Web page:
Shamsur Rahman’s poetry can be seen as the most notable extension of the cosmopolitan and urban sensibility found in the poets of the 1930s and 1940s.
Rahman, who entered the literary scene in the 1950s, inherited the broader cosmopolitan look and urban sensibility from the poets of the 1930s and 1940s such as Jibanananda Das, Buddhadeb Bose, Bishnu Dey, Samar Sen and others.
In his early poems, Rahman creatively echoed the dreamy, languorous style of Jibanananda Das, but gradually he developed a language and a rhythm that suited more specifically his taste and temperament, themes and thoughts.
Even though, when Rahman’s poems show influences of Das, it is, in the main, in language, not in themes or their treatments. In Rahman, one will hardly find the personified essence of rural life and nature presented in a language of whispers as is found in Das.
Rahman, rather, goes closer to poets like Buddhadeb Bose and Samar Sen to reflect urban life, both as setting and subject matter. The language Rahman eventually developed also deviates from being dreamy and circuitous to precise and pointy.
As a true modernist, Rahman’s personal tone charged with his urban, cosmopolitan sensibility and acute political observation made him the ‘nishanga sheropa’, to take Humayun Azad’s words, of contemporary Bangla poetry.
In his life of 77 years, Rahman grew with Dhaka, he saw Dhaka turn from a polis to a metropolis. He was imbued with everything that Dhaka offered positive or negative, and made them stuff for his poems and fiction.
The centrality of Dhaka and urban sensibility, to say, characterise Shamsur Rahman though his themes often ramified into different areas. The persona from which Rahman writes is an urban persona fraught with the desires and aspirations, loneliness and ennui of an urban man.
‘Dhaka in its vibrant and subdued colours, with its joys and sorrows are most poetically present in Shamsur Rahman’s poems. His attachment to Dhaka made him a poet of the city where he was born, grew up and died,’ said Rahman’s friend and national professor Anisuzzaman.
A glaring account of his relation with Dhaka is vividly written by the poet in his memoir titled Smritir Shahor.
The city life provoked ambivalent attitudes and feelings in Rahman and afforded self-realisation. Very few of his contemporaries ventured urbanism so heavily and poetically in their poetry. Rahman is most noted among those to whom Dhaka became the epicentre. Most of his poems were set in this city. It was the city of birth and rebirth having a prominent place in his conscience.
Coupled with his urban sensibility is his cosmopolitan outlook. Rahman constantly alluded to and exploited other cultures and traditions in his poems.
‘While remaining firmly rooted in his Bangladeshi milieu (one might even say his Dhaka milieu, for, apart from brief visits abroad, he has spent his whole life in this old city) his sensibility is refreshingly cosmopolitan; it can draw upon his native tradition as well as upon diverse foreign sources - classical Europe, Biblical lore, modern Western art, etc’, writes Kaiser Haq in an article titled The poetic sensibility of Shamsur Rahman.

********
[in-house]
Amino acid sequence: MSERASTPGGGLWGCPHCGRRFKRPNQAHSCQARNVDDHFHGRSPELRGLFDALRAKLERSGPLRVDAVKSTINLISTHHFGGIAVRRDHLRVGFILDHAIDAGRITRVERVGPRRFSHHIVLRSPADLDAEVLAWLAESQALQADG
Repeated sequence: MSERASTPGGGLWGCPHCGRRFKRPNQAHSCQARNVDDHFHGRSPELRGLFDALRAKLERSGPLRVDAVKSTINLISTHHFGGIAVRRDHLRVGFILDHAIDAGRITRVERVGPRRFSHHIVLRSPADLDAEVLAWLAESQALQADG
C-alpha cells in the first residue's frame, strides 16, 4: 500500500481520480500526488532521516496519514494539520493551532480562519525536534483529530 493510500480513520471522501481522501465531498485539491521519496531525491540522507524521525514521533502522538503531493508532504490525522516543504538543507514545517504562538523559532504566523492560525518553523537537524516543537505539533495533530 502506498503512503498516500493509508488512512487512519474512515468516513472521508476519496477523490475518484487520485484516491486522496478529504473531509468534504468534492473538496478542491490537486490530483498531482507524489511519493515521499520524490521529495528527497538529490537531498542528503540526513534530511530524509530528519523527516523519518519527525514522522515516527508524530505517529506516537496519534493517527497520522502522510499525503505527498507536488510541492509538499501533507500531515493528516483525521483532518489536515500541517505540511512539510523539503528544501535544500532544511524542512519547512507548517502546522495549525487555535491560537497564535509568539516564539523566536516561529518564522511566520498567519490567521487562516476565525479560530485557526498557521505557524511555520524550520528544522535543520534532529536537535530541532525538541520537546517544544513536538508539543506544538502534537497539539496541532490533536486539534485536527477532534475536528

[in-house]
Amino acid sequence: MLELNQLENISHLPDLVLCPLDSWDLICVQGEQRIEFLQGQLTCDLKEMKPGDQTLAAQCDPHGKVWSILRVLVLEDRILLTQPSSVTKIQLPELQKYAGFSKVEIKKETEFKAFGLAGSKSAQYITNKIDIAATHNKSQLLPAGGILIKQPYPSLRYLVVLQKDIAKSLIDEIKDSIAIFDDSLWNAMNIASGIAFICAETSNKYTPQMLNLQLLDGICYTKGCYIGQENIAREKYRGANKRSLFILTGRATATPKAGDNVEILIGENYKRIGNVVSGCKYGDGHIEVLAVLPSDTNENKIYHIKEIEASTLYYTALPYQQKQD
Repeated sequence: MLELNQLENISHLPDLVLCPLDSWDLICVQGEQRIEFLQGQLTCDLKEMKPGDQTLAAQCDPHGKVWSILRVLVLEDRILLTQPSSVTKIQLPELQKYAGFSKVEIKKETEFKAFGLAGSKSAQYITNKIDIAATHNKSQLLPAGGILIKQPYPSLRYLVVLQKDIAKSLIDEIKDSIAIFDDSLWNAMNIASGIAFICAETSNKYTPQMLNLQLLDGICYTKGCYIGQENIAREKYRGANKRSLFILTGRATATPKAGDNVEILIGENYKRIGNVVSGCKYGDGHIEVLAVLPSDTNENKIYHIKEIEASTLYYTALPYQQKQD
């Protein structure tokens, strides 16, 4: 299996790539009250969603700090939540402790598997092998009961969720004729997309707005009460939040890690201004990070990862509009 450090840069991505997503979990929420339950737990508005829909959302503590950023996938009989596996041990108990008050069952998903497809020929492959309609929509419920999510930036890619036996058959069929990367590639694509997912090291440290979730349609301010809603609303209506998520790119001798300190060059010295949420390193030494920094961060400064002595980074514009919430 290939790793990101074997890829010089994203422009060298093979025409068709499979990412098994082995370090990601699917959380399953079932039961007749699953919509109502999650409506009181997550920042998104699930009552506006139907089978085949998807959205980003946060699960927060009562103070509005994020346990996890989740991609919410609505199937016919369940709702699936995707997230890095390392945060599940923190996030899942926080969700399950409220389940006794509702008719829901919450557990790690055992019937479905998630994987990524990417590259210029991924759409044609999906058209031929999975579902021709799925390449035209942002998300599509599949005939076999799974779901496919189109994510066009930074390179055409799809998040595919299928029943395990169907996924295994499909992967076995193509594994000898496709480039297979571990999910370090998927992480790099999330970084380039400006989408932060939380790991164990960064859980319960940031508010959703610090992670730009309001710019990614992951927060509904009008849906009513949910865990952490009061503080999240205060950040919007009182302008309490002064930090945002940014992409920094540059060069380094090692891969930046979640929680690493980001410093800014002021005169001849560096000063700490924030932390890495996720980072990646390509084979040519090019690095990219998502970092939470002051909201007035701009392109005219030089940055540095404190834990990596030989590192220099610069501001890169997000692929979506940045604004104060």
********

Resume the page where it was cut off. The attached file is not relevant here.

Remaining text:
In many poems of his first collection titled Pratham Gaan Dwitiya Mrityur Agey (1960), Rahman gave expression to his love-hate relationship with the city. For example, poems like ‘Kono Porichitake’, ‘Tinshow Takar Ami’, ‘Atmajibani Khasra’, ‘Rupali’ and others reflect how Dhaka was ingrained in Rahman.
The approach Rahman took towards the city, as conspicuous in these poems, can be termed, as essayist Kamaruddin Ahmed writes in an article on Rahman published in literary magazine Kali O Kalom, ‘bishadmoy romanticism’(melancholic romanticism).
Tiny details of the city, ranging from its roads, horse-carts, and dirty drains to drunken gamblers and painted whores, come into Rahman’s poems.
In the poems of his next collections, Raudra Korotite (1963), Biddhasta Nilima (1966) and Niraloke Dibyarath (1968), Rahman repeatedly gave expression to the urbanised voice portraying the bitterness and decadence of urban life through a detached lover’s point of view.
Gradually, Rahman’s poems assumed a political colour reflecting the social-political environment around him.
In short, what happened in Dhaka, in Rahman’s city, happened in his poems, too. The mass movements from the late 1960s till early 1971 on the Dhaka streets led Rahman to write some of his major political poems including Asad-er Shirt, Barnamala Dukhini Barnamala, February 1969, Hartal, E Shahor, Duswapne Ekdin and others.
Next year during the liberation war, Rahman penned some of his most fan-favourite poems including Swadhinata Tumi and Tomake Pawar Jonya Hey Swadhinata, Tumi Balechhile and others. Portrayal of an occupied Dhaka and the muted lives of its people appeared in poems written during the war.
Through these poems the urban poet Rahman emerged as a political, patriotic poet. From now onwards, his poems would often bear traces of his political–patriotic consciousness. But the urban and cosmopolitan sensibility that the poet achieved early in his career, however, ran till the end.
Born in Dhaka in 1929, Rahman died on August 17, 2006. In his career spanning over five decades, Rahman authored over 70 titles including 65 collections of poems, memoirs, novels, collection of short stories and essays. Today is the poet’s 12th death anniversary.
Want stories like this in your inbox?
Sign up to exclusive daily email
More Stories from Literature